For the past decade, Jim White has forged a unique place in the world of alt-country with brooding, Gothic songs infused by his Southern Pentecostal upbringing.
But if all you've heard of White are the songs on critically acclaimed albums like 2007's "Transnormal Skiperoo," you're missing half his act. White's humorous onstage stories are also part of his appeal. Expect to hear some yarns when he plays at Jammin' Java on Friday.
"If you go to my live show, it's a 50-50 split between talking and music," says the Florida native. "I was signed to a major label without ever having played live. I'd play shows and my guitar would get out of tune, so I would talk just to fill the space while I was tuning. Slowly but surely, it started becoming part of the performance."
White's new live EP, "A Funny Little Cross to Bear," contains a few of his hilariously wry spoken word observations. But his bipolar approach to performing can baffle people, like recently, when he played a highbrow arts subscription series in Kansas City and gave a droll interview to the series organizer before his concert. Then he played pensive tunes like "Jailbird" and "A Town Called Amen."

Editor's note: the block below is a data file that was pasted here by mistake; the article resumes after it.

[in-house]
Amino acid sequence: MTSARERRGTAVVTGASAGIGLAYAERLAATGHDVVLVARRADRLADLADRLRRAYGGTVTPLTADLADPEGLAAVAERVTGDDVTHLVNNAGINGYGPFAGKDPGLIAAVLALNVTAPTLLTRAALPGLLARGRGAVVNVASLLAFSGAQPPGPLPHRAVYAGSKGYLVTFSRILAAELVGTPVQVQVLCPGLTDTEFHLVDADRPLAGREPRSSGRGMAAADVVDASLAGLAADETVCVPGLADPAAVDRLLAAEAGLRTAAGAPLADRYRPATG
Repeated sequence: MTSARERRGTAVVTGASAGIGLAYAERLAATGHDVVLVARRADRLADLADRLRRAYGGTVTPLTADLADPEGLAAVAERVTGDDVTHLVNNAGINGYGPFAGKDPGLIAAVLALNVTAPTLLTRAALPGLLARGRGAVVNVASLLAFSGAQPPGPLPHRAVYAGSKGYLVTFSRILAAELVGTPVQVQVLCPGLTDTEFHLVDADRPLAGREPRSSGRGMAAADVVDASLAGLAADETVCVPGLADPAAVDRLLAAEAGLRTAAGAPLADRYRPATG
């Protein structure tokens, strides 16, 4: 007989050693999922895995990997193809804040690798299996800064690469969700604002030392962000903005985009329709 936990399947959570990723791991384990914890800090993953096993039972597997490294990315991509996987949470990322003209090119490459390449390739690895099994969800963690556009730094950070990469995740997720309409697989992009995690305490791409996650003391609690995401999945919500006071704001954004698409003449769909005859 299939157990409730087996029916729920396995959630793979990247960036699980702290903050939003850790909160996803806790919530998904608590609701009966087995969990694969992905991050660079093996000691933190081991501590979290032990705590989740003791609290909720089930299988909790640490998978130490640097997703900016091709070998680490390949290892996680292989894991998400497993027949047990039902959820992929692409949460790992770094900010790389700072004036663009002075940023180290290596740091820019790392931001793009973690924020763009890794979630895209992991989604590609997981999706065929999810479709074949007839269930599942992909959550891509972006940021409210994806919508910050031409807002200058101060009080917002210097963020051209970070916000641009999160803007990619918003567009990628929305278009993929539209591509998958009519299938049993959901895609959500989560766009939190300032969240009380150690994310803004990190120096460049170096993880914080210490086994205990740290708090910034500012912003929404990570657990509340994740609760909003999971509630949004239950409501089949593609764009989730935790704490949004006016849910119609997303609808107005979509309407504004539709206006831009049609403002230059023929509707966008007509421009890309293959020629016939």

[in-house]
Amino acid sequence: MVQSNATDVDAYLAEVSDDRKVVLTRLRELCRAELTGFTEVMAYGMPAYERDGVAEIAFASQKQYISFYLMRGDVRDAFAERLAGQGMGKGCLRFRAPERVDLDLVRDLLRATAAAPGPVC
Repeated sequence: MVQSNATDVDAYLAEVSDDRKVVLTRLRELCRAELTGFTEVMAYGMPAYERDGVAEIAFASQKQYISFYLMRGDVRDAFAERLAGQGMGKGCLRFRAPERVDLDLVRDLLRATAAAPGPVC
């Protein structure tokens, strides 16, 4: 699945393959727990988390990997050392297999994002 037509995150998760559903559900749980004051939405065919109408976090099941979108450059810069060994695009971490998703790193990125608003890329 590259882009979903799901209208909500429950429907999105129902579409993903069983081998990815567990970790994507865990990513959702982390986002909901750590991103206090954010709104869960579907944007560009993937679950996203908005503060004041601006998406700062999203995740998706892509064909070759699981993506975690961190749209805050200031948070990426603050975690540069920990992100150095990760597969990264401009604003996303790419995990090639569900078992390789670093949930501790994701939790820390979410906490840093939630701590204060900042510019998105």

"Everybody was laughing [at first]; then I get up and I sing eight sad songs in a row," he recalls. "Afterwards, someone came up to me and said, 'You know, I was so looking forward to you singing some funny songs. You didn't sing one.'"
That fan isn't alone. Some listeners have said White should consider going into stand-up. No chance.
"There is something in me that's drawn to sorrow and pathos," he says. "I'm slowly learning how to blend humor and the pathos together. It's a challenge."
Becoming a comic, though, wouldn't be White's first major career change. The 51-year-old has built surfboards, driven a cab and even modeled.
"All the other models were going to discotheques. I was sitting there in my hotel room writing songs, staring out the window, and thinking 'Why is Jesus driving me crazy?'"
--Tony Sclafani, Express (Nov. 2008)